'Progress should be what we, the people of Soldotna, believe is best ...': Mayor recaps past achievements and looks forward to city's future

Posted: Friday, July 24, 2009

Dear Soldotna friends and central peninsula neighbors,

Peter A. Micciche

Summer in Alaska is a blur of activity as we run from the river to work or from a trail or tent to the office. Although we enjoy various winter sports, we tolerate long winters to enjoy the unparalleled quality of Peninsula summers. As the fireweed advances, there are too few opportunities to invite residents, neighbors and visitors to "stay in town" for great events. Therefore, I want to take this opportunity to invite all of you to place the weekend of July 25-26 on your calendar, and to join us in Soldotna for our 49th Annual Progress Days celebration.

Ask five people on the streets of Soldotna the definition or progress and you will undoubtedly receive five different answers. Although most view progress positively, folks from places where inadequate planning and irresponsible development have occurred view progress as the cause of adverse impacts to all we know and love about our town and area. We have all experienced the results of progress for the wrong reasons, and must all work together to guarantee Soldotna does not follow a similar path.

In my view, progress and unchecked irresponsible growth have nothing in common. I am proud to serve as the Mayor in Soldotna, where residents have chosen to live in a small, well-funded, fully-functional town that offers a conservative collection of services. We believe in providing reasonable and affordable recreational services for all ages from infants to seniors. We believe in the development of a healthy economy that does not dramatically increase population densities or adversely affect our incredibly high quality of life. Most importantly, we recognize the Kenai River as our most valuable natural asset and do not believe that our natural environment or the health of the river should be compromised at any cost.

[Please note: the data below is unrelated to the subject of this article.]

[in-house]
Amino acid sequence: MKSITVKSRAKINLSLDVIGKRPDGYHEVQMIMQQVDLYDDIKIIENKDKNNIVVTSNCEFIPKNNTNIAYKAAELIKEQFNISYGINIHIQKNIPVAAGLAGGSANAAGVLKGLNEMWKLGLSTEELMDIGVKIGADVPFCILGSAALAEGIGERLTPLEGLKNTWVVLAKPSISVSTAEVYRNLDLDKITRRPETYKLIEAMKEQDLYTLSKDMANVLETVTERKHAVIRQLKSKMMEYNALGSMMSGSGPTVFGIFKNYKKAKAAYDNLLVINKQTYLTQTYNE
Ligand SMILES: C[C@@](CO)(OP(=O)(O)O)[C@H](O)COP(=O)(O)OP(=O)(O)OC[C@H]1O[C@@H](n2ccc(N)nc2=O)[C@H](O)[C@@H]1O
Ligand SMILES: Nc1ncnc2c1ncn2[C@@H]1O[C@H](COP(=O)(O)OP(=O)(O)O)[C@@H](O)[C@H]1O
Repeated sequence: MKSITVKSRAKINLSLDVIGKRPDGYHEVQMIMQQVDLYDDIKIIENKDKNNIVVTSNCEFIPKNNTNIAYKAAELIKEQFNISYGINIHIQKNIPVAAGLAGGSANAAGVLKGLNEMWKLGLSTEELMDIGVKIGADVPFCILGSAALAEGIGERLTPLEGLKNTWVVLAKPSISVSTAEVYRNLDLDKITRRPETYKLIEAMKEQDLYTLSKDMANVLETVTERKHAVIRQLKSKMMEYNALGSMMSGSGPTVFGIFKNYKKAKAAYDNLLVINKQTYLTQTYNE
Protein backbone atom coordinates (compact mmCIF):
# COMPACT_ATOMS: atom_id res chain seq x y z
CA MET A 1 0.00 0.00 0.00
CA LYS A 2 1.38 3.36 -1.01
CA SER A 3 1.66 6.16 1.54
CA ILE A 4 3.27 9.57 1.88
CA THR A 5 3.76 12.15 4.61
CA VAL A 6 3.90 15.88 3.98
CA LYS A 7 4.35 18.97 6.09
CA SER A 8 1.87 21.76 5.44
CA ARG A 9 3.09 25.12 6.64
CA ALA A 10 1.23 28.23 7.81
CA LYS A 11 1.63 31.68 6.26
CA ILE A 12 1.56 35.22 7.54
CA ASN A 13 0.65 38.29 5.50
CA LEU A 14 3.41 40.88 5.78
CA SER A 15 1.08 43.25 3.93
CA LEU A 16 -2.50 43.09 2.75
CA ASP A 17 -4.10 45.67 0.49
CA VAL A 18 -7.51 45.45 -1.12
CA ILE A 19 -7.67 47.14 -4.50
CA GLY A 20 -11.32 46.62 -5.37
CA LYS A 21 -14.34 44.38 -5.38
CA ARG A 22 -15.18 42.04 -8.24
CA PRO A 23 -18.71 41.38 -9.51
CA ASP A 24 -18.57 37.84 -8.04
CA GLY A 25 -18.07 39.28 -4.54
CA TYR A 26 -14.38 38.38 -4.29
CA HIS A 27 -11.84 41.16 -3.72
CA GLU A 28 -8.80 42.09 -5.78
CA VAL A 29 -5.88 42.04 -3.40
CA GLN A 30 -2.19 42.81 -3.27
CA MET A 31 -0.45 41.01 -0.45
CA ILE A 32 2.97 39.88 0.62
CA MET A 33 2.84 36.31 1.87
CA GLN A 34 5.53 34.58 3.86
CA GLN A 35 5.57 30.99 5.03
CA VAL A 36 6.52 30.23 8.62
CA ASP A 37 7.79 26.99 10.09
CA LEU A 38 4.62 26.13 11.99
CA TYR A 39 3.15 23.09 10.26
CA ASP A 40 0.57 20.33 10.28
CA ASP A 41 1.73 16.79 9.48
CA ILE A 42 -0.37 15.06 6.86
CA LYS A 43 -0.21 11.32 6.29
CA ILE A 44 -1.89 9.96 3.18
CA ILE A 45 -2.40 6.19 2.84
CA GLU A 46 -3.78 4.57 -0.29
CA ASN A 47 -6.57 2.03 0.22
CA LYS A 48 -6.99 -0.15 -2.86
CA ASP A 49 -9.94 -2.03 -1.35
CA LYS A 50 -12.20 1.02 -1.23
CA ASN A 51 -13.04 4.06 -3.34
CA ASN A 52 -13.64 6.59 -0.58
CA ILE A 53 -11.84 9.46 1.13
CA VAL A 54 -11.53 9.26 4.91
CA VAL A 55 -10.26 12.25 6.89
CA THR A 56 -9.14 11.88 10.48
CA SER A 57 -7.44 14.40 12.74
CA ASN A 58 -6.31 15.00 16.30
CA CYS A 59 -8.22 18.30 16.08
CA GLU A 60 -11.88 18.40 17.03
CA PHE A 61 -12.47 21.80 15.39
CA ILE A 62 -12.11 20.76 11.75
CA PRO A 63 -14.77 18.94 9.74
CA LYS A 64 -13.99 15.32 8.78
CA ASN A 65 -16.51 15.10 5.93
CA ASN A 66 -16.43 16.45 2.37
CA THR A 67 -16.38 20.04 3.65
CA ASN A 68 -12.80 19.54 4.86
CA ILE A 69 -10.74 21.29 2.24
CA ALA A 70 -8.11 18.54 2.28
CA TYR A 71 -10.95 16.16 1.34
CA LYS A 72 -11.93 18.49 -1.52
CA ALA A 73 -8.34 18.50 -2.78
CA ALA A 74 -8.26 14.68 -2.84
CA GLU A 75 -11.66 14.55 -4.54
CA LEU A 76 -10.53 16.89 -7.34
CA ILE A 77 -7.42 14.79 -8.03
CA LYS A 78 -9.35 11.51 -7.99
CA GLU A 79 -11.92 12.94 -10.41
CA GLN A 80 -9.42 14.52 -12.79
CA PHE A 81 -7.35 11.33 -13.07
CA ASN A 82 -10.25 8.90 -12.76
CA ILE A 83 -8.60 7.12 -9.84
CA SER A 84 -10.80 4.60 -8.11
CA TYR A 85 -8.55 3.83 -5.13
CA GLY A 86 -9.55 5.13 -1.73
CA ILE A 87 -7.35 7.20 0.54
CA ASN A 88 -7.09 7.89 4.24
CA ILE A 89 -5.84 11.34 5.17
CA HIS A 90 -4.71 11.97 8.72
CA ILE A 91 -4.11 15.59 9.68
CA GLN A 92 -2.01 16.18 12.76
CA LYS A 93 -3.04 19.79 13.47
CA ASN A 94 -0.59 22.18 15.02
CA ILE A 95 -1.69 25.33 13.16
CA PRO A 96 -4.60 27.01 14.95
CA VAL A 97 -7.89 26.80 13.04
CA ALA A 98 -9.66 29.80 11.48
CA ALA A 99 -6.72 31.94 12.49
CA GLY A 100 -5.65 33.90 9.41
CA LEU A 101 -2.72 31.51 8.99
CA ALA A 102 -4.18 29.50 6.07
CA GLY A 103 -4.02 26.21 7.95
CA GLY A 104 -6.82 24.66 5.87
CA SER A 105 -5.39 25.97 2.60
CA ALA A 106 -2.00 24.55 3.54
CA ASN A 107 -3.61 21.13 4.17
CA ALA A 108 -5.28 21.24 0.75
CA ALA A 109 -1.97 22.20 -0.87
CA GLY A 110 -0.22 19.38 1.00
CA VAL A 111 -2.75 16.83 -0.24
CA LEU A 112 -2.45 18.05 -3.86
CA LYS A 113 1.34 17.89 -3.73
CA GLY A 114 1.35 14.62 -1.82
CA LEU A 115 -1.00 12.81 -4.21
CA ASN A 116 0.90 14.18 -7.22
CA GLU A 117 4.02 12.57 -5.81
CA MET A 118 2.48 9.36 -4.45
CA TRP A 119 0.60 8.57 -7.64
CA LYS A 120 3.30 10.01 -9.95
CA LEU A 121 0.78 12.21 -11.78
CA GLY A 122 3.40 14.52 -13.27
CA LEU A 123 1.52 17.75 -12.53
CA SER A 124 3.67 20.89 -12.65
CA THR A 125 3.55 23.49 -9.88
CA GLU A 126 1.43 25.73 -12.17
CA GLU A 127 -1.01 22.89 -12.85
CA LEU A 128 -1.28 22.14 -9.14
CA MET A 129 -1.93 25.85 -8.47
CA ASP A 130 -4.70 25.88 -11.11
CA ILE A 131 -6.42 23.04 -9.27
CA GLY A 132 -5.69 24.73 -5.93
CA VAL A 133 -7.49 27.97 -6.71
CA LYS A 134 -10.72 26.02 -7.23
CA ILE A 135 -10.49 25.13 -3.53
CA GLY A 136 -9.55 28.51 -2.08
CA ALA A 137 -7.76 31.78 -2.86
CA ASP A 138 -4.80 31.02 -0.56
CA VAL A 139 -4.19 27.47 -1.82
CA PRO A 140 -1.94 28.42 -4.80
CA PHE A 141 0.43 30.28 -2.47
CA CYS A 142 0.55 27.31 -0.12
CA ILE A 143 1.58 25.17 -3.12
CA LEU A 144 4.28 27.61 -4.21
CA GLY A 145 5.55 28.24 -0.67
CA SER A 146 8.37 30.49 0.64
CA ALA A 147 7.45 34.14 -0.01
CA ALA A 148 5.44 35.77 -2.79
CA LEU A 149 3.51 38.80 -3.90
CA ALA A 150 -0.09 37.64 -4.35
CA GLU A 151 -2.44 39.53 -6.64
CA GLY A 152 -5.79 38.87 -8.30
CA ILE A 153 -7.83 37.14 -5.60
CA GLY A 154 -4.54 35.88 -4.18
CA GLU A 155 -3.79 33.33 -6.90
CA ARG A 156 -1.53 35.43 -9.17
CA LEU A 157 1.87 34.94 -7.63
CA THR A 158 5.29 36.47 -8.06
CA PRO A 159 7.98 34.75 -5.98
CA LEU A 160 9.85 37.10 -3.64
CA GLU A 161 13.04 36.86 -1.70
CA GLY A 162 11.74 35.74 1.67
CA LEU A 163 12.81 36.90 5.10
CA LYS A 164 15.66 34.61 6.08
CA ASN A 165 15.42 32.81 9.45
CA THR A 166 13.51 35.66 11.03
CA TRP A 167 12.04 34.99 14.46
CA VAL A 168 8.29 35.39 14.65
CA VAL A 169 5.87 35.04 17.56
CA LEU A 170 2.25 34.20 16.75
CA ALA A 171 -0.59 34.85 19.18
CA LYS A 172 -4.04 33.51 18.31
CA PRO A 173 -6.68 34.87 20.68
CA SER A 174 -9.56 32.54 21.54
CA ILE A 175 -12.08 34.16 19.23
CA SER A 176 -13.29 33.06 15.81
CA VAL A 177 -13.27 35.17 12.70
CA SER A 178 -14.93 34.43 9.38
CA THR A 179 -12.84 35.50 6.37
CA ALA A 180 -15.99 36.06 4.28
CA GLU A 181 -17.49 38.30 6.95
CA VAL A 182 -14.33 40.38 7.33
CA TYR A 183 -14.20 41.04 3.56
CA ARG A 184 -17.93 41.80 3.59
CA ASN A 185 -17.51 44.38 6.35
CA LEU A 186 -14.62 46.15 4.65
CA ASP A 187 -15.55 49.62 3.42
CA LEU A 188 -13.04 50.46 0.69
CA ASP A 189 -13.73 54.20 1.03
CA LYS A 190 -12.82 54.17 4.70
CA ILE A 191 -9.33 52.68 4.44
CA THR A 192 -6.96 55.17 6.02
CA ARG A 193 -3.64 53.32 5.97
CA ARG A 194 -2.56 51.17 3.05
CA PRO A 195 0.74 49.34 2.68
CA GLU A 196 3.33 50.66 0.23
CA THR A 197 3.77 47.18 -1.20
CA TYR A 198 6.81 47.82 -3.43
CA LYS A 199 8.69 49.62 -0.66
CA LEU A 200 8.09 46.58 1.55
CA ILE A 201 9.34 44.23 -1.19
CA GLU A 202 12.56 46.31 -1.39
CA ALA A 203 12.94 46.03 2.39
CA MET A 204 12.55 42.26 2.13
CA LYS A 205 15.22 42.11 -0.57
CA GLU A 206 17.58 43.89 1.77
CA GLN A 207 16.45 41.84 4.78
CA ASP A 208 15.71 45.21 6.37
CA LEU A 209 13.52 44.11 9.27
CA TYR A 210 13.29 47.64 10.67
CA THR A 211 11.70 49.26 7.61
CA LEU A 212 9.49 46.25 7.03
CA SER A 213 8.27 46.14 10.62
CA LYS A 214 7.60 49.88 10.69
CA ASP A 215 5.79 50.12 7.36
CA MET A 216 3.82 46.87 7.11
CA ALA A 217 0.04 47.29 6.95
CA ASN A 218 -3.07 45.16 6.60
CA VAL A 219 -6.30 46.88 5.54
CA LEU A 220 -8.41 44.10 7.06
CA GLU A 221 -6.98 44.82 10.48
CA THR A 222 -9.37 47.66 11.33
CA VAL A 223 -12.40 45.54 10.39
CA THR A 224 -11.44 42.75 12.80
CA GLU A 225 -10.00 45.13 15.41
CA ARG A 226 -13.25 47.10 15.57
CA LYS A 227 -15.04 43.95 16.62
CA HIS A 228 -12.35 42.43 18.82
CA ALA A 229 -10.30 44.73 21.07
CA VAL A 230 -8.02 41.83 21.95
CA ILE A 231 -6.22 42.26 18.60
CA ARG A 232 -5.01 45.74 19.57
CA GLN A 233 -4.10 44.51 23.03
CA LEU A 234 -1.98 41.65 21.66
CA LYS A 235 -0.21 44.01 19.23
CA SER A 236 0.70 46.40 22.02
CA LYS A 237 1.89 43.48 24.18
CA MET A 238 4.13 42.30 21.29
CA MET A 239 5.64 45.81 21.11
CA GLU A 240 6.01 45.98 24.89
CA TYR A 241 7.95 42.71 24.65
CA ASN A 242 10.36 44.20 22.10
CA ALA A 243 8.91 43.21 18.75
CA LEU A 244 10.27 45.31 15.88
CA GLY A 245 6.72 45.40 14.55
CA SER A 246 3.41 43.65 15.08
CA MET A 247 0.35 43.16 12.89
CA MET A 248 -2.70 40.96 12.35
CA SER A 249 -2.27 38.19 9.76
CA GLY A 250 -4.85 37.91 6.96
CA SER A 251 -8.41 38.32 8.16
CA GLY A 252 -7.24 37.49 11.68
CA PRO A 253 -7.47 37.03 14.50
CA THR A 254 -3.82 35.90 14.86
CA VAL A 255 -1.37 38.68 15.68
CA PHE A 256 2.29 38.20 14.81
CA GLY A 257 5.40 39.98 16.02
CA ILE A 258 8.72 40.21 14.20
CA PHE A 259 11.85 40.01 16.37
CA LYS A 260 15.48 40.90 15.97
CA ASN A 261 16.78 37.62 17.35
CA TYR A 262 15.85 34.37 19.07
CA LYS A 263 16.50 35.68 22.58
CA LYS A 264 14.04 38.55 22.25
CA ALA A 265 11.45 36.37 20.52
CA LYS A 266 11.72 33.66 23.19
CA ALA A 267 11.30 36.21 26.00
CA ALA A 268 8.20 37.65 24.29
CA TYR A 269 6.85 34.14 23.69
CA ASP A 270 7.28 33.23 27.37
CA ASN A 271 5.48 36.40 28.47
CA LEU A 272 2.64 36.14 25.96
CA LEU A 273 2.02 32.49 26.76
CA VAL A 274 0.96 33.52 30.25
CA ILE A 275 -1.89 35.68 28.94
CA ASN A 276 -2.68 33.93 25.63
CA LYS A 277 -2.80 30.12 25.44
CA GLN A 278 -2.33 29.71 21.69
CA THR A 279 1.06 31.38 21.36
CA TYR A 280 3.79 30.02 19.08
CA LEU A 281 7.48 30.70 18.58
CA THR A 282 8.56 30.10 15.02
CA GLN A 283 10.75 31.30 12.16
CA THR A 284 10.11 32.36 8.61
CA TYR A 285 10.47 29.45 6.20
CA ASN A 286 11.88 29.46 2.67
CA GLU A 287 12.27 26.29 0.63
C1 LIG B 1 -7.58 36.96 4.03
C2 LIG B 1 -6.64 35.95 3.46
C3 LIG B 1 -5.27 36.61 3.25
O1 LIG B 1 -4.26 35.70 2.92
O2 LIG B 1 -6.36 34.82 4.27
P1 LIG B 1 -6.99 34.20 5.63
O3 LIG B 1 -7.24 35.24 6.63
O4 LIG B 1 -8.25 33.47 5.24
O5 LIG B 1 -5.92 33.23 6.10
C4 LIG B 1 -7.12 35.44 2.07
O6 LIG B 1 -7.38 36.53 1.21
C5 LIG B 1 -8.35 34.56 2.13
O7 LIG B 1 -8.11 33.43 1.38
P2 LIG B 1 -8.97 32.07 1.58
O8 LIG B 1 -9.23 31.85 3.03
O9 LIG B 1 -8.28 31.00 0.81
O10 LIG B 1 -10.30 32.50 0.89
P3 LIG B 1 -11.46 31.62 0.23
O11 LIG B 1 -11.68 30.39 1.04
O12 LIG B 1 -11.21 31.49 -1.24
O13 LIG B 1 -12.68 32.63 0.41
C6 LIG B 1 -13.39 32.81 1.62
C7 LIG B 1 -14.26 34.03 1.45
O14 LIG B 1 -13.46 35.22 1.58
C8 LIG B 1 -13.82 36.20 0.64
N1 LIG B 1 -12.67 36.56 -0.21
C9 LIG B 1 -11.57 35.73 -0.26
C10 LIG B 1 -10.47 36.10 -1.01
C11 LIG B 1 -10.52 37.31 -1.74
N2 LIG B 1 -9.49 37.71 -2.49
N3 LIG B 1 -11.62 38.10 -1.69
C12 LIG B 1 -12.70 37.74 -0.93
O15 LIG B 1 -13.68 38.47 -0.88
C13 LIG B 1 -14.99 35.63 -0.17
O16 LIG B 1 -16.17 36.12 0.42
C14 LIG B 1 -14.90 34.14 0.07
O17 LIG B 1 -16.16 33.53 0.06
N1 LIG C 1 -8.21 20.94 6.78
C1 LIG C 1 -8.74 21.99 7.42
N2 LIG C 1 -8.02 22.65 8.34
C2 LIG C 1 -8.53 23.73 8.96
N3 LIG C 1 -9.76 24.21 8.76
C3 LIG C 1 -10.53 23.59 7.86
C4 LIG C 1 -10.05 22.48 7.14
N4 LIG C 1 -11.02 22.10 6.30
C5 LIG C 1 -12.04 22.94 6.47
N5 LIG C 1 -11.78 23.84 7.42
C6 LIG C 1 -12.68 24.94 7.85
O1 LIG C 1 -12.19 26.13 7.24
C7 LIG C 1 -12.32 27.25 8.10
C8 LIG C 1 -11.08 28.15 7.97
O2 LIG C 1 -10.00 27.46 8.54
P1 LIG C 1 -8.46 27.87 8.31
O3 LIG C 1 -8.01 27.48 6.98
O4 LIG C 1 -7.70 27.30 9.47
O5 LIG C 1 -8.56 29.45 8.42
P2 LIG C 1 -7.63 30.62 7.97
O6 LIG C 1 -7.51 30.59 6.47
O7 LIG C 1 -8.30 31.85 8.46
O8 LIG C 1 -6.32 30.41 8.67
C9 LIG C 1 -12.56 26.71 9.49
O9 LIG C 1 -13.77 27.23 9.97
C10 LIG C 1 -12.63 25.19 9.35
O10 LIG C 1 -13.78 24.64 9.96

I view progress as a series of solutions methodically designed by the community to solve inevitable problems. Soldotna has had periods where we have progressed effectively by working well together as a community and times where we've allowed ourselves to become divided. In order for the most effective solutions to present themselves, the most significant step we can take as a community is to learn to disagree respectfully and walk away from the table learning from and respecting each other's reasonable viewpoints and differences.

It is unusual in the U.S. today for people to live amongst the pioneers that settled their respective communities where they reside. In Soldotna, we have the rare opportunity to pick up a telephone or visit at the post office with the very people who homesteaded our great little town and whose names grace our streets, parks and subdivisions. These pioneers had the foresight back in 1961 to celebrate the installation of the new natural gas pipeline with Soldotna's first "Progress Days" (HEA first connected Soldotna to the power grid in 1954, only 7 years prior.).

Other solutions celebrating Soldotna's progress through the years include becoming a first-class city in 1967, the opening of the Central Peninsula Hospital in 1971, the opening of Redoubt Elementary School in 1978 and SoHi in 1980, the opening of the Soldotna Sports Center in 1984 and City Hall in 1987. I've skipped many items on a long list of solutions that define progress in Soldotna. We've had a proud history of community participation and I'd like to once more request that residents find the time to participate in our 2009 Comprehensive Plan titled Envision Soldotna 2030.

Progress in Soldotna should not be about what I believe, or the City Council or any other small group thinks or believes. Progress should be what we, the people of Soldotna, believe is best for our community. The solutions we respectfully create for our future provide the road map that determines where Soldotna is going and how we are going to get there. Yes, progress -- it's inevitable -- but it will also be positive with your commitment and participation.

I hope to see you all at Progress Days on the 25th and 26th of July and if you can't be there all weekend, don't miss the parade at 11 a.m. on Saturday.


Mayor Peter A. Micciche

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